Gator Bowl hangs in balance as Texas A&M deals with COVID outbreak

COLLEGE STATION, TEXAS - OCTOBER 02: head coach Jimbo Fisher of the Texas A&M Aggies brings his team onto the field against the Mississippi State Bulldogs at Kyle Field on October 02, 2021 in College Station, Texas. (Photo by Bob Levey/Getty Images) (Bob Levey, 2021 Bob Levey)

JACKSONVILLE, Fla. – Officials at the TaxSlayer Gator Bowl are holding their breath after being told that one of the teams set to play in the New Years’ Day bowl game, Texas A&M, is dealing with a COVID outbreak and may not have enough players to compete in the game.

Gator Bowl sports president Greg McGarity said he was informed Monday evening that Texas A&M were dealing with some COVID concerns. Then Tuesday, TexAgs.com posted a story with more details, including the extent of the outbreak of positive tests.

According to that post, the team is holding all meetings currently via Zoom. As of right now, the game is still a go, according to McGarity.

“There’s not a lot of time to do things as far as pushing games back, things of that nature, because of the calendar. But certainly we’re going to explore every opportunity that may be there if it doesn’t work out. But again, we’re hopeful that we’ll get good news by Thursday and we’re able to play and with the amount of players that are available for A&M and Wake Forest and have a great game,” McGarity said.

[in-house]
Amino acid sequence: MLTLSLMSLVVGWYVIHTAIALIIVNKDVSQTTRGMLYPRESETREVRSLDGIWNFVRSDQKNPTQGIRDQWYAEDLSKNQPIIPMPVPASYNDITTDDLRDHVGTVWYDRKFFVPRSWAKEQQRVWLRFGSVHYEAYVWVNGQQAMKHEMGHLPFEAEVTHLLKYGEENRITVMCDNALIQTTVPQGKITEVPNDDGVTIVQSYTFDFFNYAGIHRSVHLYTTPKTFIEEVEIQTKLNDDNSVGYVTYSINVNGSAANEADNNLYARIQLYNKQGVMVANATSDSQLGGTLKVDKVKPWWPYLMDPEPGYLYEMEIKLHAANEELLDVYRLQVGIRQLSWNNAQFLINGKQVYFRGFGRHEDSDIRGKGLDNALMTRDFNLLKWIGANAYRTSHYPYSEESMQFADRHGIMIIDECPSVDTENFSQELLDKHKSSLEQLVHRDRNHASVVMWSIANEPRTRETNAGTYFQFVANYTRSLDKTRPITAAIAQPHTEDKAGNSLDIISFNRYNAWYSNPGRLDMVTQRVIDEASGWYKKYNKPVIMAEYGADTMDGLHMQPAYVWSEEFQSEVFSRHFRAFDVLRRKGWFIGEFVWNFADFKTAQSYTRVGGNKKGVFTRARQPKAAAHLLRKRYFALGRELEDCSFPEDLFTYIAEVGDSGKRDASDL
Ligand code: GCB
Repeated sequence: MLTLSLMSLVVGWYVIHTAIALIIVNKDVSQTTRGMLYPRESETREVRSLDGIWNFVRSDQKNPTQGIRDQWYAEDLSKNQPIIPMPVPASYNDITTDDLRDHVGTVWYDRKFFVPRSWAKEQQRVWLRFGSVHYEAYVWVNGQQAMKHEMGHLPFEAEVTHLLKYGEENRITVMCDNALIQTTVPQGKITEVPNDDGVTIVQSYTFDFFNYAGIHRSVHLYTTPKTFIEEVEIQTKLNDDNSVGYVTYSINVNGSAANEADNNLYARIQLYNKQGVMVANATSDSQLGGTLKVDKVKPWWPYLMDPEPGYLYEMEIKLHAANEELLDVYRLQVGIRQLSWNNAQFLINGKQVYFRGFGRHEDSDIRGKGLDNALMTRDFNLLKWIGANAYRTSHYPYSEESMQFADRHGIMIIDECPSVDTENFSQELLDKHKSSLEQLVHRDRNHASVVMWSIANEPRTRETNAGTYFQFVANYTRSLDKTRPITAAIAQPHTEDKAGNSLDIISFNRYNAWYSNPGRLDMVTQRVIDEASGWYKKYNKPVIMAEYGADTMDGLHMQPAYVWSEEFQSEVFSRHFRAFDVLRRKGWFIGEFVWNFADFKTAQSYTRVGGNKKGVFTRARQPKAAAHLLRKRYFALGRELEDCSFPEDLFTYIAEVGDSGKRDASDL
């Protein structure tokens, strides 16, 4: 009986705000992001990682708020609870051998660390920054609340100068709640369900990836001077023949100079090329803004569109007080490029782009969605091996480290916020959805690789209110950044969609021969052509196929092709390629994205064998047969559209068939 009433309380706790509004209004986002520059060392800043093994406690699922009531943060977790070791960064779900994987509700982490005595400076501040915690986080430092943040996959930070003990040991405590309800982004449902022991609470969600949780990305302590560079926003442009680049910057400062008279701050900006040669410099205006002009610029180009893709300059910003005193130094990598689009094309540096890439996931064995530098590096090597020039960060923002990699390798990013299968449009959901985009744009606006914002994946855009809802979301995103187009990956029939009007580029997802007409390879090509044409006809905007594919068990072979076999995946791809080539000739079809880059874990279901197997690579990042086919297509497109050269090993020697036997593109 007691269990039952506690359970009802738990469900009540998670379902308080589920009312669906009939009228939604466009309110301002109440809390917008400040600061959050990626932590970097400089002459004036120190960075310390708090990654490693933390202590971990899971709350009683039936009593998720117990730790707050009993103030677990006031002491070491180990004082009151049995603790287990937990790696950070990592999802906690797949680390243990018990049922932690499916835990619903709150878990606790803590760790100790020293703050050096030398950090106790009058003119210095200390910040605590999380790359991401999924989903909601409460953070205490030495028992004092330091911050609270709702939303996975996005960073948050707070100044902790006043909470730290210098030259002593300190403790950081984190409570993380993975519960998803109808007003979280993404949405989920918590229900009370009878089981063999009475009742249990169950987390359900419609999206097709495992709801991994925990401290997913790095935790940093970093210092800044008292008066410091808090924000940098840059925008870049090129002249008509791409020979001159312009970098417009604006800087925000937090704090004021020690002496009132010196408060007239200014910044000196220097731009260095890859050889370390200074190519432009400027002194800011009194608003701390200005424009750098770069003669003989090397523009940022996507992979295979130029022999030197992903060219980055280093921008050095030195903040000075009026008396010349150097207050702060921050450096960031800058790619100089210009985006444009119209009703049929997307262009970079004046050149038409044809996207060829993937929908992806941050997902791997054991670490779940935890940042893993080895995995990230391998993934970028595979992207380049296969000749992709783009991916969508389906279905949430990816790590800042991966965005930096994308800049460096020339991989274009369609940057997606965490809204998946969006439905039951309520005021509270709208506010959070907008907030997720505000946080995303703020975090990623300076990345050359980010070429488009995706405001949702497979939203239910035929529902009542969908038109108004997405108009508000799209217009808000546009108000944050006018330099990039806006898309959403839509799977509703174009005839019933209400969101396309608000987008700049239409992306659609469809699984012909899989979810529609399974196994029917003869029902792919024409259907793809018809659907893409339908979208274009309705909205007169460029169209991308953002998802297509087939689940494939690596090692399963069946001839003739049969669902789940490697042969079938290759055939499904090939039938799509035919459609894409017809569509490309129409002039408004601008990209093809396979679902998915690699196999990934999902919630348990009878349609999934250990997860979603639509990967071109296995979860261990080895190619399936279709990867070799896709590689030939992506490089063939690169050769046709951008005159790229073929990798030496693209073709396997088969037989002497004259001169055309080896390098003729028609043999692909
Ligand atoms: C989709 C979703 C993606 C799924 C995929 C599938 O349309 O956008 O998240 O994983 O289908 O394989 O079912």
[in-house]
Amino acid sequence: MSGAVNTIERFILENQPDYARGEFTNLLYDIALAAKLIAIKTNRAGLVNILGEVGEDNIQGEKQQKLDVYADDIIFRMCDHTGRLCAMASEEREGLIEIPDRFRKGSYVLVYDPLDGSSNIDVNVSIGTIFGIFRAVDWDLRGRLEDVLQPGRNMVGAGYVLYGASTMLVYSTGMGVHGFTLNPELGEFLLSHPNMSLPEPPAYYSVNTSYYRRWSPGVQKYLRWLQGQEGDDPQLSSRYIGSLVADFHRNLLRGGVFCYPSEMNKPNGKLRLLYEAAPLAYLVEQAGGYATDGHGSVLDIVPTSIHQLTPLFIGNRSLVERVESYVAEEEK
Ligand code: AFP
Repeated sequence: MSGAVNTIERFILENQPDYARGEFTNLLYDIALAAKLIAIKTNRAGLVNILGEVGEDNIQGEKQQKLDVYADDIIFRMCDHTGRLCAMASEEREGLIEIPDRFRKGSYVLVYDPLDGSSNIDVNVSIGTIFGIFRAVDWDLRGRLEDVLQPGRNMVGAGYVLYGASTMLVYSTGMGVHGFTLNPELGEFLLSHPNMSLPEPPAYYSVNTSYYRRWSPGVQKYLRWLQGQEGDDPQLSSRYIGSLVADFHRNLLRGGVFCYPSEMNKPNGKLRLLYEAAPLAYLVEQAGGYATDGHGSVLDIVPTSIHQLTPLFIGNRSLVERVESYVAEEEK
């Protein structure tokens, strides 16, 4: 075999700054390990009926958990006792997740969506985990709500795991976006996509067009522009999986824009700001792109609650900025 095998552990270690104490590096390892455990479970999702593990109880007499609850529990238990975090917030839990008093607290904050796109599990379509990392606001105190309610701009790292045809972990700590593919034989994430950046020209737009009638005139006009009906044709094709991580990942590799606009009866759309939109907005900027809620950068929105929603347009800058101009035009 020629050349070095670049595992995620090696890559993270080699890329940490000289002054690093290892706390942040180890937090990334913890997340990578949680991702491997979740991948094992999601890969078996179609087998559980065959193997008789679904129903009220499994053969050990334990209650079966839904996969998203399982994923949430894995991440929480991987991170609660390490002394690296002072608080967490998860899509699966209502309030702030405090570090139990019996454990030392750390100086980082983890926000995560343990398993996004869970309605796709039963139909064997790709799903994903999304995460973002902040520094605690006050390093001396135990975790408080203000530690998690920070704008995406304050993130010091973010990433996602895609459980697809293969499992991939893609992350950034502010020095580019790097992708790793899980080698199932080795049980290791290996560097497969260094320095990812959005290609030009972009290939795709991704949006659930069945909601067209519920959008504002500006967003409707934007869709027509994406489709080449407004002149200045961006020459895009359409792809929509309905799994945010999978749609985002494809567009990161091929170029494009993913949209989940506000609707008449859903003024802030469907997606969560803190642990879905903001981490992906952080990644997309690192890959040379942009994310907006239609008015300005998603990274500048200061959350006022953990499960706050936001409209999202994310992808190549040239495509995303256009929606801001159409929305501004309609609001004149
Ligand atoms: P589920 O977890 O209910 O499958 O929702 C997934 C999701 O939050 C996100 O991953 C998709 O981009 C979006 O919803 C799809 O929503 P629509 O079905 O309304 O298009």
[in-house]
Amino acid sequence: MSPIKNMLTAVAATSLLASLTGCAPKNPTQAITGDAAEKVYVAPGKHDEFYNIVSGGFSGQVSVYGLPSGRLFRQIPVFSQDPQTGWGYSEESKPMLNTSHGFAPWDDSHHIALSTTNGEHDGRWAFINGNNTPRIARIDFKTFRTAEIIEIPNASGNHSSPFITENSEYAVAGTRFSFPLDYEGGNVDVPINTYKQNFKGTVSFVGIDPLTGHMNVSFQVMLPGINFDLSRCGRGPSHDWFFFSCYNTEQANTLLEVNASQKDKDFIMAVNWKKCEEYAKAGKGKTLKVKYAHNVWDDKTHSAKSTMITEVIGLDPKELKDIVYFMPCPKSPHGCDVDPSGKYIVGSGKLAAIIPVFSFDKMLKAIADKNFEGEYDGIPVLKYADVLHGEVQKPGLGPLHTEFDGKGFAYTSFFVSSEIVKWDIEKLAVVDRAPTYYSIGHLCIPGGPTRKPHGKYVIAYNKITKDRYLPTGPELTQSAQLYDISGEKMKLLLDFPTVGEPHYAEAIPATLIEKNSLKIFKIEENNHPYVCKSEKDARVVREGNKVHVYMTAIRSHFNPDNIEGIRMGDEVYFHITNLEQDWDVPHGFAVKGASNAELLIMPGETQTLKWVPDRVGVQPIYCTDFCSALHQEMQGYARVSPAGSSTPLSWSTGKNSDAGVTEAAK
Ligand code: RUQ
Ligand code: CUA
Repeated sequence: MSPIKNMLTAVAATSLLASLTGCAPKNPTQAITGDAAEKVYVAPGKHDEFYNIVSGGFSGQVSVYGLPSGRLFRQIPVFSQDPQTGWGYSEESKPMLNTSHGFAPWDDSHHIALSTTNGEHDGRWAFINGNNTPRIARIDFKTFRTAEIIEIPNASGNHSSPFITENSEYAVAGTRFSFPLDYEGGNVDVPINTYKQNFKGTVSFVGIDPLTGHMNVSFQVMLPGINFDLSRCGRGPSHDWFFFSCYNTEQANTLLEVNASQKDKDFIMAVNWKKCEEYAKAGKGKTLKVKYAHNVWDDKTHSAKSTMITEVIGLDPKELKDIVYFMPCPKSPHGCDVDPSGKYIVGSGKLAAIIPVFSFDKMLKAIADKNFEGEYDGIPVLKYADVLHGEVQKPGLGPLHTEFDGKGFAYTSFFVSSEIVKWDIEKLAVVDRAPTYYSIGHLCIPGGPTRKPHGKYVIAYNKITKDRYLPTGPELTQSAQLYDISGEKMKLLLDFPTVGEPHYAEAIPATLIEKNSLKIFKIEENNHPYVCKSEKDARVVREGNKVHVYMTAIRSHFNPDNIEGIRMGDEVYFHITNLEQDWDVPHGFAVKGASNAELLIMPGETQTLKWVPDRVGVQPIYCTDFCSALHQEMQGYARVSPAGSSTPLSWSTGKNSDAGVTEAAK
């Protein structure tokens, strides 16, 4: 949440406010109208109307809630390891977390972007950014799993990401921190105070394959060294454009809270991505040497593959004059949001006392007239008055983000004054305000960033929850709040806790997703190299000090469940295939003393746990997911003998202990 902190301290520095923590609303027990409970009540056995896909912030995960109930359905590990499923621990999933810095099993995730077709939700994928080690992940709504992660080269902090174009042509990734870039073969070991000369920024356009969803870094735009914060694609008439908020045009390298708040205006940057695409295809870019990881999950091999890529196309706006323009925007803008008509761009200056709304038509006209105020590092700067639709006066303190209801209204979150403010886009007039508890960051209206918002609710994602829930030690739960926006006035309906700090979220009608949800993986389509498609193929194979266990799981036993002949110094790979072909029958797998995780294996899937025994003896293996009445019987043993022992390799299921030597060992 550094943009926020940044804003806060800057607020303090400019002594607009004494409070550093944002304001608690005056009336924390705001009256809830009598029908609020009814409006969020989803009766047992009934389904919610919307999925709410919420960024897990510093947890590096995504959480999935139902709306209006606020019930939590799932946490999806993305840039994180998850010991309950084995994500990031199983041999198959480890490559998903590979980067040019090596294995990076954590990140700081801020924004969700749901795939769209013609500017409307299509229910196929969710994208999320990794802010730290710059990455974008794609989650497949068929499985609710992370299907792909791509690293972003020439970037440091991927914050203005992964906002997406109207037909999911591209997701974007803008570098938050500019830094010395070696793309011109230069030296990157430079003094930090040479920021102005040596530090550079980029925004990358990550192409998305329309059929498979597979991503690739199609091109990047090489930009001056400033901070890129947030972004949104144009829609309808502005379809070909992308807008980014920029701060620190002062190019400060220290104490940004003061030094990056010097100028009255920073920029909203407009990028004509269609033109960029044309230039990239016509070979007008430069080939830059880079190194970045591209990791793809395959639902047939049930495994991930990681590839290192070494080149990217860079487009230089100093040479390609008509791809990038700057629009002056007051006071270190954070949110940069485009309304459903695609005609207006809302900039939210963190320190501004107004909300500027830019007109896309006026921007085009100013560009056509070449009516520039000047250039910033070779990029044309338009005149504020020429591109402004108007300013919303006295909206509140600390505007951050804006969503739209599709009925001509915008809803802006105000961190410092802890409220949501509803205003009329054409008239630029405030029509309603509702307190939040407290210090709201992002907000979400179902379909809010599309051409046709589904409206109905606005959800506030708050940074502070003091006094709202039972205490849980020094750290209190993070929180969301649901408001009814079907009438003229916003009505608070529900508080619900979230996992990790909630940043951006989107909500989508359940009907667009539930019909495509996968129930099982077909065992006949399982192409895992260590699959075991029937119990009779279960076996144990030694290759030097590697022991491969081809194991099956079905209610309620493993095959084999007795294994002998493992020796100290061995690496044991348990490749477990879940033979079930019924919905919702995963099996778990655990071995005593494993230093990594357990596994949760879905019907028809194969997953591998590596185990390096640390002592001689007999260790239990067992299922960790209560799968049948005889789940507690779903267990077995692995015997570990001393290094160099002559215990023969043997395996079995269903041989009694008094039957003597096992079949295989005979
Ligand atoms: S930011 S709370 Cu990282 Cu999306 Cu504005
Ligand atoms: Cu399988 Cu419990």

“So, that’s our goal. We’re keeping our fingers crossed and trying to be as positive as we can, but we’re really not in control of this at this time.”

Because the SEC protocols call for a 10-day quarantine for a positive COVID test, Aggies players were testing Tuesday, needing negative tests to be able to travel to Jacksonville. Texas A&M is scheduled to depart for the bowl game on Sunday. In short, it’s a hurry-up and wait situation.

“I think we’re in the same situation everyone was in last year,” McGarity said. “You have to have a certain amount of players in each position to be able to compete at this level.

“So, I think what they’re doing now is they’ll get all their test results, they’ll do the contact tracing, and they’ll figure out how many people will be available to play and then they’ll meet with the SEC and, and either say, ‘We’re in’ or ‘We’re out.’ And so, unfortunately, it puts us in a position where we’re kind of in limbo for the next 24 hours or 48 hours until we really hear anything.”

Texas A&M’s opponent, Wake Forest has not had any COVID-related issues. They are scheduled to travel to Jacksonville on Tuesday, Dec. 27. They are also in a holding pattern.

What if Texas A&M can’t field a team? That’s a worst-case scenario and something that McGarity said was too early to tell if was a possibility. Last year, 12 bowl games were canceled due to the pandemic.


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Cole joined News4Jax full-time in January 2017, but he has been a part of the team since he began filling in as a sports anchor in 2005.